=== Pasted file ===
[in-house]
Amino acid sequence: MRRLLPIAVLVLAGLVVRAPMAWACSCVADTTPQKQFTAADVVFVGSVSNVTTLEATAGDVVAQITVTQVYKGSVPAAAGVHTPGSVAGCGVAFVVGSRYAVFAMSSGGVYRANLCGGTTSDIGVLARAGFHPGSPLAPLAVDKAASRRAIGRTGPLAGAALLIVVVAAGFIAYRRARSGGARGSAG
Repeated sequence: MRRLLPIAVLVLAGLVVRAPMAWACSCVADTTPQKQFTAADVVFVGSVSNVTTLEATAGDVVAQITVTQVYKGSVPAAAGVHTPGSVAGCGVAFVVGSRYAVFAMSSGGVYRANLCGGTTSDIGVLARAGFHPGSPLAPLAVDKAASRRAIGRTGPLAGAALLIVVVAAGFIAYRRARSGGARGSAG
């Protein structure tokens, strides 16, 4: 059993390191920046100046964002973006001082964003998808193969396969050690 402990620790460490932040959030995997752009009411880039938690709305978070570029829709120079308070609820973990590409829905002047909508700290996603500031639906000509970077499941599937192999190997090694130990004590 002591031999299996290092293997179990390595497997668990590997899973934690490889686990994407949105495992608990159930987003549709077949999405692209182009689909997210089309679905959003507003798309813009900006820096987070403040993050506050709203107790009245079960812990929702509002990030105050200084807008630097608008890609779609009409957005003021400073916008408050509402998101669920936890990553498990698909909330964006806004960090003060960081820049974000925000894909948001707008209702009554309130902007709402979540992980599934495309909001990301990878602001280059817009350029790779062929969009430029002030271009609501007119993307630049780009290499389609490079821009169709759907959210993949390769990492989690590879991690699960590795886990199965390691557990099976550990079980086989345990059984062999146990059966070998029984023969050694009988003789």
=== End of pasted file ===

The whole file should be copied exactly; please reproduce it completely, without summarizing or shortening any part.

[in-house]
Amino acid sequence: MRRLLPIAVLVLAGLVVRAPMAWACSCVADTTPQKQFTAADVVFVGSVSNVTTLEATAGDVVAQITVTQVYKGSVPAAAGVHTPGSVAGCGVAFVVGSRYAVFAMSSGGVYRANLCGGTTSDIGVLARAGFHPGSPLAPLAVDKAASRRAIGRTGPLAGAALLIVVVAAGFIAYRRARSGGARGSAG
Repeated sequence: MRRLLPIAVLVLAGLVVRAPMAWACSCVADTTPQKQFTAADVVFVGSVSNVTTLEATAGDVVAQITVTQVYKGSVPAAAGVHTPGSVAGCGVAFVVGSRYAVFAMSSGGVYRANLCGGTTSDIGVLARAGFHPGSPLAPLAVDKAASRRAIGRTGPLAGAALLIVVVAAGFIAYRRARSGGARGSAG
């Protein structure tokens, strides 16, 4: 059993390191920046100046964002973006001082964003998808193969396969050690 402990620790460490932040959030995997752009009411880039938690709305978070570029829709120079308070609820973990590409829905002047909508700290996603500031639906000509970077499941599937192999190997090694130990004590 002591031999299996290092293997179990390595497997668990590997899973934690490889686990994407949105495992608990159930987003549709077949999405692209182009689909997210089309679905959003507003798309813009900006820096987070403040993050506050709203107790009245079960812990929702509002990030105050200084807008630097608008890609779609009409957005003021400073916008408050509402998101669920936890990553498990698909909330964006806004960090003060960081820049974000925000894909948001707008209702009554309130902007709402979540992980599934495309909001990301990878602001280059817009350029790779062929969009430029002030271009609501007119993307630049780009290499389609490079821009169709759907959210993949390769990492989690590879991690699960590795886990199965390691557990099976550990079980086989345990059984062999146990059966070998029984023969050694009988003789």